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Congregational Services launches Welcome Home

“Welcome home.” It’s what one says to a spouse who’s been gone on a business trip or to a child who’s been away at school. With a new program from WELS Congregational Services, it’s what WELS members will be saying to their Christian family when they see each other at church.

There are approximately 155,000 WELS individuals who attend worship three or fewer times a year. Many of those have not set foot in church in multiple years. These are members of our Christian family who are at risk of further drifting away.

WELS Congregational Services has developed a new initiative called Welcome Home to aid congregations in reminding members that church is their home where they worship, receive the means of grace, and fellowship with their brothers and sisters in Christ. It’s where they can go to find Christian love, and, most important, it’s where they hear about God’s grace.

Donn Dobberstein, director of WELS Discipleship, explains, “Our churches want to welcome all our members home to the blessings Jesus wants to give them—the gospel, the means of grace, worship, and the fellowship of believers.”

The name for the program, Welcome Home, was chosen because the word “home” invokes the idea of “family.” As Dobberstein explains, when someone goes missing from family, the concern for their welfare and whereabouts is immediate and immense.

With the Welcome Home initiative, Congregational Services is introducing a series of resources, including worship helps, aimed at “welcoming home” all members. Congregations are asked to pack the church—with the goal of 100 percent attendance—at a special service to be held either Oct. 20 or Oct. 27. Additional resources will look to strengthen the sense of community, or family, within WELS congregations, so that all members feel like they’re coming home when they come to worship. A video-based elder training series is also being developed for pastors and church leaders who want to better prepare themselves for this spiritual task.

In today’s increasingly post-Christian society, it’s becoming more imperative that people understand the importance of worship and the means of grace. Dobberstein outlines five main reasons that people fail to prioritize attending church.

  1. Failure to appreciate the means of grace. It’s possible to grow up in church your entire life and yet not totally appreciate the means of grace that God has given believers. This is often exasperated by the self-absorbed culture we live in.
  2. Bad prioritization. Society has made it too easy to not make worship a priority. The world offers many alternatives and distractions to a regular worship life, and slowly but surely, church gets pushed lower and lower on the priority list.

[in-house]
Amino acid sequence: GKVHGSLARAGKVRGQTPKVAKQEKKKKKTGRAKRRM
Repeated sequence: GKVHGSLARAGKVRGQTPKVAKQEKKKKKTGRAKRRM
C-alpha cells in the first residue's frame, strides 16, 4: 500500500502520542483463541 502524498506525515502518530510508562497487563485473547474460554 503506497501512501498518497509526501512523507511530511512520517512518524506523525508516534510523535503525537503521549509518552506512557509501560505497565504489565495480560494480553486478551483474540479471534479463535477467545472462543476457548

3. Conflict with the pastor or members. Perhaps the pastor said something someone didn’t like, or another member does or says something “unchristian.” All people, even church members, are imperfect, which is why Christ set the perfect example of what grace and forgiveness looks like.
  4. Guilt over sins. Guilt is a major reason for people drifting away. Maybe it’s something they did or said, or maybe it’s a self-awareness that they haven’t been to church in a while. Guilt can be paralyzing, but it is also why sinners need to hear about God’s grace.
  5. Conflict between doctrine and what society says. In a culture where everything is polarizing yet permissible, the messages that are heard from the world can easily permeate and create doubt about what God’s Word really says.

Dobberstein says the Welcome Home initiative draws a lot of parallels to the parable of the lost son (Luke 11:15-32). The younger brother goes away because he doesn’t want anyone telling him what to do. Tempted by the devil and the world, the younger brother strays and finds himself in need, hurting. He wonders whether he will be welcomed back. However, as Dobberstein explains, there’s also a lesson to learn from the older brother who refused to welcome him back.

“We want to better equip the members of our congregations to reach out to their fellow members with the extravagant love of the heavenly Father,” says Dobberstein. “ ‘Come on back, no questions asked.’ ”

He continues, “Welcome Home gives the members of our congregations the opportunity to put on display the kind of loving heart and caring attitude Jesus put on display to those who needed it most.”

Welcome Home resources will be available at in June. Learn more about this initiative in this month’s edition of WELS Connection. Read a personal story about coming back to a WELS church in FIC.

Volume 106, Number 6
Issue: June 2019

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